Chapel Hill is located on a hill whose only distinguishing feature in the 18th century was a small chapel on top called New Hope Chapel. This church was built in 1752 and is currently the location of The Carolina Inn. The town was founded in 1819, and chartered in 1851.

 

 

What is it that binds us to this place as to no other? It is not the well or the bell or the stone walls. or the crisp October nights. No, our love for this place is based upon the fact that it is as it was meant to be, The University of the People.

-- Charles Kuralt

 

 

Dark Side of the Hill -- Pink Floyd, the creators of the most popular album in history, Dark Side of the Moon, took the second half of their name from Floyd Council, a Chapel Hill native, and great blues singer and guitarist. He once belonged to a group called "The Chapel Hillbillies".

 

 

Check out Charly Mann's other website:
Oklahoma Birds and Butterflies

http://oklahomabirdsandbutterflies.com

 



We need your help. Send your submissions, ideas, photos, and questions to CHMemories@gmail.com.

 

 

 

 

There would probably be no Chapel Hill if the University of North Carolina Board of Trustees in 1793 had not chosen land across from New Hope Chapel for the location of the university. By 1800 there were about 100 people living in thirty houses surrounding the campus.

 

 

The University North Carolina's first student was Hinton James, who enrolled in February, 1795. There is now a dormitory on the campus named in his honor.

 

 

 

 

The University of North Carolina was closed from 1870 to 1875 because of lack of state funding.

 

 

 

 

William Ackland left his art collection and $1.25 million to Duke University in 1940 on the condition that he would be buried in the art museum that the University was to build with his bequest. Duke rejected this condition even though members of the Duke Family are buried in Duke Chapel. What followed was a long and acrimonious legal battle between Ackland relatives who now wanted the inheritance, Rollins College, and the University of North Carolina, each attempting to receive the funds. The case went all the way to the United States Supreme Court, and in 1949 UNC was awarded the money for the museum. Ackland is buried near the museum's entrance. When the museum first opened, in the early sixties, there were rumors that his remains were leaking out of the mausoleum.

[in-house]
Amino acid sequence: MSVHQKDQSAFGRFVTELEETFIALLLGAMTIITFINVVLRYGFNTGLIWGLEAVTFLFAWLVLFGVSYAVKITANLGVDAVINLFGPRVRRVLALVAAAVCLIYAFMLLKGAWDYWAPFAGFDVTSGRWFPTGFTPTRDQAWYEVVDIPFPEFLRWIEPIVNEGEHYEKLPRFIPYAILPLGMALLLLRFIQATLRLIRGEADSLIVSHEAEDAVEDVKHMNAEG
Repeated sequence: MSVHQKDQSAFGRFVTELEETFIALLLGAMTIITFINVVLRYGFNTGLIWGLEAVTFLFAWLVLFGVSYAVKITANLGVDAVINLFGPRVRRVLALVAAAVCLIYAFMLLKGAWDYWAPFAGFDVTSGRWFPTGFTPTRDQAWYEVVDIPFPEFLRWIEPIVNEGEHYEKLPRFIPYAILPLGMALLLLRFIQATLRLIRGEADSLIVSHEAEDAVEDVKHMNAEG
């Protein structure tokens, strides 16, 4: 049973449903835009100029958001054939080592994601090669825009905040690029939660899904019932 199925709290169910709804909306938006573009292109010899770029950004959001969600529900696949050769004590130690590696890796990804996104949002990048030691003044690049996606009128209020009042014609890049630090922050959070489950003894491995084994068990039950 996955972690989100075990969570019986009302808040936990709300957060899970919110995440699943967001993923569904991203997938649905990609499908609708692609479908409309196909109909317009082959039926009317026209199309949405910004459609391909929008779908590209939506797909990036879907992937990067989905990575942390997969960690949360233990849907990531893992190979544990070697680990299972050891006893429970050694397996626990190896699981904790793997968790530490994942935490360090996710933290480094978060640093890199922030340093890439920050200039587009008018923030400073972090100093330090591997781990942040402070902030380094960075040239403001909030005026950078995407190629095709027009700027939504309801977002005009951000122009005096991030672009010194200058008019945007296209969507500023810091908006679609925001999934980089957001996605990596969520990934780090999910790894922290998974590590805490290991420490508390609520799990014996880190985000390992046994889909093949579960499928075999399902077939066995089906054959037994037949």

The official name of the Arboretum on the University of North Carolina campus is the Coker Arboretum. It is named after Dr. William Cocker, the University's first botany professor. It occupies a little more than five acres. It was founded in 1903.

 

 

Chapel Hill's main street has always been called Franklin Street. It was named after Benjamin Franklin in the early 1790s.

 

 



We need your help. Send your submissions, ideas, photos, and questions to CHMemories@gmail.com.

 

 

Chapel Hill High School and Chapel Hill Junior High were on Franklin Street in the same location as University Square until the mid 1960s.

 

 

The Colonial Drug Store at 450 West Franklin Street was owned and operated by John Carswell. It was famous for a fresh-squeezed carbonated orange beverage called a "Big O". In the early 1970s, I managed the Record and Tape Center next door, and must have had over 100 of those drinks. The Colonial Drug Store closed in 1996.

 

 

Sutton's Drugstore, which opened in 1923, has one of the last soda fountains in the South. It is one of the few businesses remaining on Franklin Street that was in operation when I was growing up in the 1950s.

 

 

Future President Gerald Ford lived in Chapel Hill twice. First when he was 24, in 1938, he took a law couse in summer school at UNC. He lived in the Carr Building, which was a law school dormitory. At the same time, Richard Nixon, the man he served under as Vice President, was attending law school at Duke. In 1942, Ford returned to Chapel Hill to attend the U.S. Navy's Pre-Flight School training program. He lived in a rental house on Hidden Hills Drive.